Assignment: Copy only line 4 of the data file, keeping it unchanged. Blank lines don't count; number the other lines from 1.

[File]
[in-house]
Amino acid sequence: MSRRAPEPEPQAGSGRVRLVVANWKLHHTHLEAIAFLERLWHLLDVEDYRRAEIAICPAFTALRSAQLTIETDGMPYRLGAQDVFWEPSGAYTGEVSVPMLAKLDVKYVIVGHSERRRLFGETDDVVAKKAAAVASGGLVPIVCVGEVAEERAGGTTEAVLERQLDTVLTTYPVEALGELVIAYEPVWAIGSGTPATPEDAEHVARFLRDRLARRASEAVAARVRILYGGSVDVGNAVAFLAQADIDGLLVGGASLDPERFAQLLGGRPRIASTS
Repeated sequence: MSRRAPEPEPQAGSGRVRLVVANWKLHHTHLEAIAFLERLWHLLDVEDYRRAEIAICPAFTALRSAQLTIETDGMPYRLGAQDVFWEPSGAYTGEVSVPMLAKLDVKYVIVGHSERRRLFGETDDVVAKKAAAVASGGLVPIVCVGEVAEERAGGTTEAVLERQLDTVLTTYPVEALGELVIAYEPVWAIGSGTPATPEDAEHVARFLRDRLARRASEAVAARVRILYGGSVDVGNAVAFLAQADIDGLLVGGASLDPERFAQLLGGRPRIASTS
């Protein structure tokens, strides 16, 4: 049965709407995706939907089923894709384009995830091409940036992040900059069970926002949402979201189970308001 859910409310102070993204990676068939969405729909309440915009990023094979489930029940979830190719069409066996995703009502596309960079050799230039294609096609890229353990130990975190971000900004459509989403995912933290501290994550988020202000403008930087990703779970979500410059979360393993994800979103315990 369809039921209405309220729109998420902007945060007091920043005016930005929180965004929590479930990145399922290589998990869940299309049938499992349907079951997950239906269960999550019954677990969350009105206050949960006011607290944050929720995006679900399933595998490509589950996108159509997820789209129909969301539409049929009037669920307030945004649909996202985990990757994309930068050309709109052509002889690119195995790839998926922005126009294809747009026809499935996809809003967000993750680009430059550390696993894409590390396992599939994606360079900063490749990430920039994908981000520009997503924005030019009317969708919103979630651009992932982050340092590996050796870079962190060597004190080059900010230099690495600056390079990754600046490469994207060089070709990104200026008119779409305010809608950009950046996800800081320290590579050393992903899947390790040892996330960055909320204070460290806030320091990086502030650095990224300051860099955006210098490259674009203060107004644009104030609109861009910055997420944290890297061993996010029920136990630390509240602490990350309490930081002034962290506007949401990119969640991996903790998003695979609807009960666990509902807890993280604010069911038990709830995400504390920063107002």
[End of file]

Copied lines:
């Protein structure tokens, strides 16, 4: 049965709407995706939907089923894709384009995830091409940036992040900059069970926002949402979201189970308001 859910409310102070993204990676068939969405729909309440915009990023094979489930029940979830190719069409066996995703009502596309960079050799230039294609096609890229353990130990975190971000900004459509989403995912933290501290994550988020202000403008930087990703779970979500410059979360393993994800979103315990 369809039921209405309220729109998420902007945060007091920043005016930005929180965004929590479930990145399922290589998990869940299309049938499992349907079951997950239906269960999550019954677990969350009105206050949960006011607290944050929720995006679900399933595998490509589950996108159509997820789209129909969301539409049929009037669920307030945004649909996202985990990757994309930068050309709109052509002889690119195995790839998926922005126009294809747009026809499935996809809003967000993750680009430059550390696993894409590390396992599939994606360079900063490749990430920039994908981000520009997503924005030019009317969708919103979630651009992932982050340092590996050796870079962190060597004190080059900010230099690495600056390079990754600046490469994207060089070709990104200026008119779409305010809608950009950046996800800081320290590579050393992903899947390790040892996330960055909320204070460290806030320091990086502030650095990224300051860099955006210098490259674009203060107004644009104030609109861009910055997420944290890297061993996010029920136990630390509240602490990350309490930081002034962290506007949401990119969640991996903790998003695979609807009960666990509902807890993280604010069911038990709830995400504390920063107002």